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Kerrison Predictor

The Kerrison Predictor was one of the first fully-automated anti-aircraft predictors, which would attempt to predict the correct aim at a plane based on simple inputs like the observed speed and angle to the target. Such devices had been used on ships for gunnery control for some time, but the electromechanical Kerrison was the first to be fast enough to be used in the demanding high-speed anti-aircraft role.

The Kerrison Predictor was developed after it had been realized that modern aircraft on the attack flew too quickly for existing traversal systems on medium-sized guns to work. Smaller guns could be aimed by hand due to the short ranges at which they operated, and larger guns shot at targets so far away that the speed that the angle changed at was low enough to calculate the required "lead" using a simple slide rule device in the gunsight.

However there was a middle range, served by the British Army's 37mm and Bofors 40mm guns, where the range was too far to "guess" the required lead, but at the same time short enough that the angle changed fast enough that the gunners were hard pressed simply turning the traversal handles, let alone trying to operate a calculating gunsight at the same time. Making matters worse was that these ranges were exactly where the Luftwaffe's dive bombers were attacking from, which were quickly proving to be a decisive weapon in the Blitzkrieg.

The Predictor solved the problem by doing all of the calculations mechanically through a complex system of gears. Inputs included wind speed, gravity, ballistics of the gun and the rounds it fired, angle to the target in azimuth and altitude, and a user-input estimated speed. All of these inputs were fed in via dials, which turned gearing inside the Predictor to calculate the range (from the change in angle and estimated speed) and direction of motion, generate the correct lead needed based on that calculation, and the "output" the result by moving a small pointer mounted on the gun. The gunners simply kept the pointer in the middle of the gunsight and loaded, while the gunnery operators simply had to point the Predictor, mounted on a large tripod, at the target.

The Predictor proved to be able to hit practically anything that flew in a straight line, and it was particularily effective against dive bombers. However it was also very complex, including over 1,000 precision parts and weighing over 500 pounds even though much of it was aluminum. With the demands of the RAF for almost all light metals and machinists, the Predictor was far too difficult for the Army to produce in any number.

Meanwhile in September 1940 the US Army's Coast Artillery Corps had become unhappy with their existing 37mm guns, and General Marshall asked the British to loan him four of their Bofors guns and Predictors for testing. They were more than impressed, and they asked the Sperry Corporation to adapt it to US manufacturing systems. Sperry was currently starting production of their own system, the M7, but sent back plans for such a version of the Predictor as the M5. To produce the M5 the Singer Corporation was brought in in in December 1940 to produce 1,500 a month to equip their existing 37mm guns. However in February 1941 the US Navy decided to use the Bofors gun as well, and the Army then agreed to in order to simplify production. Singer required massive changes in the company, including building new factories and the switching of a foundry from steel to aluminum, that production didn't start until January 1943. Nevertheless the production line proved to be sound, and the order was filled for their Director, Antiaircraft, M5 by the middle of 1944.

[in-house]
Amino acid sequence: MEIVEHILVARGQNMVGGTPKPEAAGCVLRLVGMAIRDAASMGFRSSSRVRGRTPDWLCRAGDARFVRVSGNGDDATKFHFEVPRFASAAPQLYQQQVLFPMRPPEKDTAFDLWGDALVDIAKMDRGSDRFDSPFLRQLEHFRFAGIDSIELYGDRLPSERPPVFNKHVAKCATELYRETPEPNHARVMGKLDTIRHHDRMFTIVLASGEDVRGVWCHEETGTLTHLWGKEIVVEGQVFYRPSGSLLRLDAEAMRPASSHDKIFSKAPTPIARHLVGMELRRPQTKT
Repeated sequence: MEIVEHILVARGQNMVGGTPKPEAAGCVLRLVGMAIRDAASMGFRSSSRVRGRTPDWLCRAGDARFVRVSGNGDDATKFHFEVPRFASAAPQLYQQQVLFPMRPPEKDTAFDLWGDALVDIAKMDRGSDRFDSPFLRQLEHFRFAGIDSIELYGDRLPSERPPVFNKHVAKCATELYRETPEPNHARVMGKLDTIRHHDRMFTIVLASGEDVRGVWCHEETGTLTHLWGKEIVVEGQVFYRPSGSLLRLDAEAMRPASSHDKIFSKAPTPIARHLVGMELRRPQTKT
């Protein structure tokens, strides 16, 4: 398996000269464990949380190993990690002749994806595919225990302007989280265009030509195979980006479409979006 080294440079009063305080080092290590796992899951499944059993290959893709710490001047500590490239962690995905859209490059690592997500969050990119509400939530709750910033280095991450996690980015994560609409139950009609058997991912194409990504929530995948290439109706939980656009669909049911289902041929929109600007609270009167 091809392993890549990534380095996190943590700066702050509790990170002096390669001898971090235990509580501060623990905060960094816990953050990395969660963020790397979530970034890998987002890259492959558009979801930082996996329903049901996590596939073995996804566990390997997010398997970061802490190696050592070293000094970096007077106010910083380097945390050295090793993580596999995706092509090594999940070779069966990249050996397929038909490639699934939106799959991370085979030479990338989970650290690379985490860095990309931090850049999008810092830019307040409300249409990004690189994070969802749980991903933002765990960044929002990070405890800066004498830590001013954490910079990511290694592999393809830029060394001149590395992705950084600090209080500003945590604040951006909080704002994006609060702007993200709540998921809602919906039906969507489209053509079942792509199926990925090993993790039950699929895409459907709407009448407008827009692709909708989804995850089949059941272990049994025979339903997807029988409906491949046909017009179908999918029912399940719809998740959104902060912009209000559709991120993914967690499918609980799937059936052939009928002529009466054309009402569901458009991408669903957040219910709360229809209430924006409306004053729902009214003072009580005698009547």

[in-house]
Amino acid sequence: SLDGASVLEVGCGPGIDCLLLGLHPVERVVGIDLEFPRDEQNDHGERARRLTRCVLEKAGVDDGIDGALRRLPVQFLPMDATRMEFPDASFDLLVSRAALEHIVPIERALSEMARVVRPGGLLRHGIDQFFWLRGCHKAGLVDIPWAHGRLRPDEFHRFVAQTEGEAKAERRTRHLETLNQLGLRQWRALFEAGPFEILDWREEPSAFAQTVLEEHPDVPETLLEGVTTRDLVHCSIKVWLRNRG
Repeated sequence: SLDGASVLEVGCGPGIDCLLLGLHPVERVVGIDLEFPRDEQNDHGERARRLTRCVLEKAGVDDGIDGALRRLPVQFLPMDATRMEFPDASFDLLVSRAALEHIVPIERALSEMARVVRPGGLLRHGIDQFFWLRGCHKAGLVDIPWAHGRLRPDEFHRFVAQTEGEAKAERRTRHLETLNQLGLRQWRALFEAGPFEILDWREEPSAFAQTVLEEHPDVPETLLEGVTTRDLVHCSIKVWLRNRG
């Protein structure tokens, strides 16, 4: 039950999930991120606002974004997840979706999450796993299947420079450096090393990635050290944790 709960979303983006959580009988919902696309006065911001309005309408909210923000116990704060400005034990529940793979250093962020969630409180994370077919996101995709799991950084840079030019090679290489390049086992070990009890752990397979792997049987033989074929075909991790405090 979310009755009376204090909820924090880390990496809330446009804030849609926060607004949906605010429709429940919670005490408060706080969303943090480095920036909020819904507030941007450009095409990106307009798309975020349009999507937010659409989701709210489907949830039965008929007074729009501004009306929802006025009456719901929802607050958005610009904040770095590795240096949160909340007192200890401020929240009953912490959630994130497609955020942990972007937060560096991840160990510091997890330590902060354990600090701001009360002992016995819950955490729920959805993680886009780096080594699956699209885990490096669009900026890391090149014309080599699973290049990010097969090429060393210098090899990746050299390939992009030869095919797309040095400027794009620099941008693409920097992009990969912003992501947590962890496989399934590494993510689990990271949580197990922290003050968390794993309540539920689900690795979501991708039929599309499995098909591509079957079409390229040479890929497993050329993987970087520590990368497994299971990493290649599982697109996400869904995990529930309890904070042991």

With aircraft speeds increasing dramatically during the war, even the speed of the Kerrison Predictor proved lacking by the end. Nevertheless the Predictor demonstrated that effective gunnery required some sort of reasonably powerful computing support, and in 1944 Bell Labs started delivery of a new system based around an analog computer. The timing proved excellent. Late in the summer the Germans started attacking London with the V-1 flying bomb, which flew at high speeds at low altitudes. After a month of limited success against them, every available anti-aircraft gun was moved to the stripe of land on the approach to London, and the new sights proved to be more than capable against them. Daytime attacks were soon abandoned.

Long after the war, US M5's started appearing in surplus shops in the late 1950s. John Whitney purchased one (and later a Sperry M7) and connected the mechanical outputs to servos controlling the positioning small lit targets and light bulbs. He then modified the "mathematics" of the system to move the targets in various mathematically controlled ways, a technique he referred to as incremental drift. As the power of the systems grew they eventually evolved into what is today known as motion control photography, a widely used technique in special effects filming.